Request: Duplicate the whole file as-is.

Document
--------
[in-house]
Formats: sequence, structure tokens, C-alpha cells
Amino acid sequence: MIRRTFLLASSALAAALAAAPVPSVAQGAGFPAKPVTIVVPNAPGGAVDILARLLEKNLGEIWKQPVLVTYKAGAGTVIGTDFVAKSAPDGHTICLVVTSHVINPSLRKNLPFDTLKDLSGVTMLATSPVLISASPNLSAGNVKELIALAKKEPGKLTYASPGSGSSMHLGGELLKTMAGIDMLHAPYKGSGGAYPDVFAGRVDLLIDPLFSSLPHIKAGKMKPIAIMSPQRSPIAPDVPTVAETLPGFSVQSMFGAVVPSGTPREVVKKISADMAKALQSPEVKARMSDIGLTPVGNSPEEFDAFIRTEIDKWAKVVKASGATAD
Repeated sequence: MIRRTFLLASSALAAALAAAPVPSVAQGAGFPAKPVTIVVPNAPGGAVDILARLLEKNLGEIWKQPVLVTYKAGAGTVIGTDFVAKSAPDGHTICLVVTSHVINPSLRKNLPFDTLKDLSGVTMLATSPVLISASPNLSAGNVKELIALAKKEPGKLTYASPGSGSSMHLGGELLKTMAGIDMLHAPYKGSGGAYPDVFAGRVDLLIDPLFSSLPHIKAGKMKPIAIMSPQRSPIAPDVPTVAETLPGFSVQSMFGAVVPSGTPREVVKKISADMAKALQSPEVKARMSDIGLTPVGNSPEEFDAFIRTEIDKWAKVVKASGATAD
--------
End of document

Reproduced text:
[in-house]
Formats: sequence, structure tokens, C-alpha cells
Amino acid sequence: MIRRTFLLASSALAAALAAAPVPSVAQGAGFPAKPVTIVVPNAPGGAVDILARLLEKNLGEIWKQPVLVTYKAGAGTVIGTDFVAKSAPDGHTICLVVTSHVINPSLRKNLPFDTLKDLSGVTMLATSPVLISASPNLSAGNVKELIALAKKEPGKLTYASPGSGSSMHLGGELLKTMAGIDMLHAPYKGSGGAYPDVFAGRVDLLIDPLFSSLPHIKAGKMKPIAIMSPQRSPIAPDVPTVAETLPGFSVQSMFGAVVPSGTPREVVKKISADMAKALQSPEVKARMSDIGLTPVGNSPEEFDAFIRTEIDKWAKVVKASGATAD
Repeated sequence: MIRRTFLLASSALAAALAAAPVPSVAQGAGFPAKPVTIVVPNAPGGAVDILARLLEKNLGEIWKQPVLVTYKAGAGTVIGTDFVAKSAPDGHTICLVVTSHVINPSLRKNLPFDTLKDLSGVTMLATSPVLISASPNLSAGNVKELIALAKKEPGKLTYASPGSGSSMHLGGELLKTMAGIDMLHAPYKGSGGAYPDVFAGRVDLLIDPLFSSLPHIKAGKMKPIAIMSPQRSPIAPDVPTVAETLPGFSVQSMFGAVVPSGTPREVVKKISADMAKALQSPEVKARMSDIGLTPVGNSPEEFDAFIRTEIDKWAKVVKASGATAD